With demand for higher-risk currencies dropping in reaction to growing geopolitical tensions, the pound was able to hit new highs against currencies like the euro and US dollar.

The GBP/EUR exchange rate advanced to €1.1821 – it’s highest levels since February – while GBP/USD approached $1.26.

GBP/AUD stormed 0.7% higher as soon as markets opened on Monday to strike AU$1.6674 while GBP/NZD rallied to NZ$1.7962.

The week’s main causes of pound movement are likely to be a speech from Bank of England (BoE) Governor Mark Carney on Thursday and the UK’s latest retail sales numbers on Friday.

Last week President Donald Trump sent the US dollar tumbling when he asserted that the currency is currently overvalued, and GBP/USD has managed to hold above the $1.25 level ever since.

The pound’s strength against the other majors is partially due to concerns surrounding the increasingly tempestuous relationship between the US and North Korea.

With North Korea attempting to demonstrate its strength over the weekend with a military parade featuring a number of long-distance missiles, currencies like the Australian and New Zealand dollars slumped.

The US dollar also slid as a result of the North Korean news on the belief that geopolitical uncertainty could prevent the Federal Reserve from increasing interest rates as rapidly as previously hoped.

Meanwhile, speculation that the outcome of the French Presidential election could be too close to call helped the pound rack up gains against the euro.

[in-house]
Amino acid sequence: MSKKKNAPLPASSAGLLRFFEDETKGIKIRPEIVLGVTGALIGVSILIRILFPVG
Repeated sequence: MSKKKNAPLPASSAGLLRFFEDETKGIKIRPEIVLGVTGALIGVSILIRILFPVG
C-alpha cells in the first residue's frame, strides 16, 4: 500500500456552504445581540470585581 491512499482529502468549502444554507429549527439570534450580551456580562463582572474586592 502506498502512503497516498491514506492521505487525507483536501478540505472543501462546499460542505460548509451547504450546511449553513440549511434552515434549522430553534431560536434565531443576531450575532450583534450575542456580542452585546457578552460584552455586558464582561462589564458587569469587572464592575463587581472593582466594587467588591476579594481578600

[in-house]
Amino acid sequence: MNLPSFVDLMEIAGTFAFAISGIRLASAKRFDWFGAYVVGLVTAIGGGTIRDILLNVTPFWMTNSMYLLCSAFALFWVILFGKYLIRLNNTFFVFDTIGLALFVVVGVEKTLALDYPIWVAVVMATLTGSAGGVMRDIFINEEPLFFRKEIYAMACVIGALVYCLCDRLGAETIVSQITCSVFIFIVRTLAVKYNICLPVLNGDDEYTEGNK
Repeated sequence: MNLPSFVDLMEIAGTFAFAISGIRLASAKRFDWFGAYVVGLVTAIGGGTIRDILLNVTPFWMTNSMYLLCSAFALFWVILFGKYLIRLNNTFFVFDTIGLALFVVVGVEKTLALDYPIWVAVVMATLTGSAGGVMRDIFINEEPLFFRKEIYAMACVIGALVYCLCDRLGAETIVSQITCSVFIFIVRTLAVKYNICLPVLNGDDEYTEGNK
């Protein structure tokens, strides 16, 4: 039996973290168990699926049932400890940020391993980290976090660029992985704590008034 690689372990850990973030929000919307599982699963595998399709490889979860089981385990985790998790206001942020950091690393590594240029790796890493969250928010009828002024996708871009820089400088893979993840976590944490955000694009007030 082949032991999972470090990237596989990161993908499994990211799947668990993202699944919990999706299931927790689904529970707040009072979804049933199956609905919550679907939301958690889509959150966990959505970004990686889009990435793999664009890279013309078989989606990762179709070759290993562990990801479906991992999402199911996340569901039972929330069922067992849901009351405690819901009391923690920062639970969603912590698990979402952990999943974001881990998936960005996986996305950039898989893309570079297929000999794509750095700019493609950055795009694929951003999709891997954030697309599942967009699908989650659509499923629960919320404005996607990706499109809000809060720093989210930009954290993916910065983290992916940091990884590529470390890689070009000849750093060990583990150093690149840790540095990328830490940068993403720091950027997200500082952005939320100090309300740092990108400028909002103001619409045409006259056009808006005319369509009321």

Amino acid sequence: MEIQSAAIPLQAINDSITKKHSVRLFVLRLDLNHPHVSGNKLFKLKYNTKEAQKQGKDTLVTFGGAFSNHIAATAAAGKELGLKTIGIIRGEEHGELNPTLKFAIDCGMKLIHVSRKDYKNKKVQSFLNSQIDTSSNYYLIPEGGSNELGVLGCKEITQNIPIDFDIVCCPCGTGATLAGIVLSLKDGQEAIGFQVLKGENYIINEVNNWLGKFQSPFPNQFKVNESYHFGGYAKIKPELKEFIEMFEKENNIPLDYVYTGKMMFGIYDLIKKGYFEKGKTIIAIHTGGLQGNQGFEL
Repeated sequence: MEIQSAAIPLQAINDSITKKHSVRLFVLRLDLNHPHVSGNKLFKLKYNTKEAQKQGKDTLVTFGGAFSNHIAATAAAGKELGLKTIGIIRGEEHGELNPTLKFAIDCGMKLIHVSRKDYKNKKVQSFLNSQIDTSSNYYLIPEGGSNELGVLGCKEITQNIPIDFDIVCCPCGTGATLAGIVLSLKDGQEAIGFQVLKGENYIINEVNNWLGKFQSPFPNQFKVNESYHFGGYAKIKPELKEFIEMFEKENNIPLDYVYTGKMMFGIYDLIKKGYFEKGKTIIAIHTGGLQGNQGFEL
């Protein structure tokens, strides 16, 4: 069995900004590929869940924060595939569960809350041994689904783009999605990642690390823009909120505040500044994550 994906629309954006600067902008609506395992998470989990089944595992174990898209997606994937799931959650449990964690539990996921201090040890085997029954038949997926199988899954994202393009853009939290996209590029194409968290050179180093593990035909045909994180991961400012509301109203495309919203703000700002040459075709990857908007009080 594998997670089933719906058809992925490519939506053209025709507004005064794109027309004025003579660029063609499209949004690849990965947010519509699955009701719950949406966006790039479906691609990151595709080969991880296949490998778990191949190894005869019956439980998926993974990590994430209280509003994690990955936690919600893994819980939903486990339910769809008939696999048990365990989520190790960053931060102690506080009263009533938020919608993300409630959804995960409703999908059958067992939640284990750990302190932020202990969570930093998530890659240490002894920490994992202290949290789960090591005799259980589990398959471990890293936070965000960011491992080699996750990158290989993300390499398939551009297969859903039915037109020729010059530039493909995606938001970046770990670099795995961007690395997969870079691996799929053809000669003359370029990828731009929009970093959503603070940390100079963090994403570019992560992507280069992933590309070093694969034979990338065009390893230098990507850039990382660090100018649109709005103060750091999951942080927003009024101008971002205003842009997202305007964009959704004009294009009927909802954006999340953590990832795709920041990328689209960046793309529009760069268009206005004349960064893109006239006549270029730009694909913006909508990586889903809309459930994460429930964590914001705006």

Wise Money market data coming up

There’s no UK news scheduled for release today, so pound movement could be limited.

Some GBP/USD fluctuations may be inspired by the US building permits, housing starts and manufacturing/industrial production reports.

If the data impresses, the pound may give up some of its recent gains in hopes that domestic strength will be enough to push the Fed into continuing its rate-hiking policy.

GBP/CAD could also experience movement following the release of Canada’s existing home sales report given current concerns about Canada’s housing market.

The week’s main causes of pound movement are likely to be a speech from Bank of England (BoE) Governor Mark Carney on Thursday and the UK’s latest retail sales numbers on Friday.

Consumer spending is believed to have fallen by -0.5% on the month, taking the annual figure from 4.1% to 3.8%.

If retail sales are shown to have dropped in March the pound could slide at the end of the week.

 

French election fears leave euro weaker, UK inflation ahead

After dipping at the tail end of last week, the pound spent Monday recovering losses.

After dipping at the tail end of last week, the pound spent Monday recovering losses.

The GBP/EUR exchange rate firmed from €1.1705 to €1.1738, GBP/USD climbed from $1.2388 to $1.2429 and GBP/NZD bounced back from NZ$1.7825 to NZ$1.7886.
GBP/AUD spent the day fluctuating between AU$1.6539 and AU$1.6583, but GBP/CAD closed Monday slightly lower as oil prices spiked.
The pound was able to start the week fairly strongly, recouping recent losses despite a report revealing a sharp decline in credit card spending. The data, which was published by Visa, showed that monthly spending patterns dipped in March.
However, while the report hinted at a slowdown in consumer activity, expectations that today’s UK Consumer Price Index will show that inflation remained above the Bank of England’s 2% target in March helped the pound advance. While growing price pressures and stagnant wage growth could restrain consumer spending, higher inflation might encourage the BoE to hike interest rates sooner than forecast, so a strong inflation result today could see the pound extend yesterday’s gains.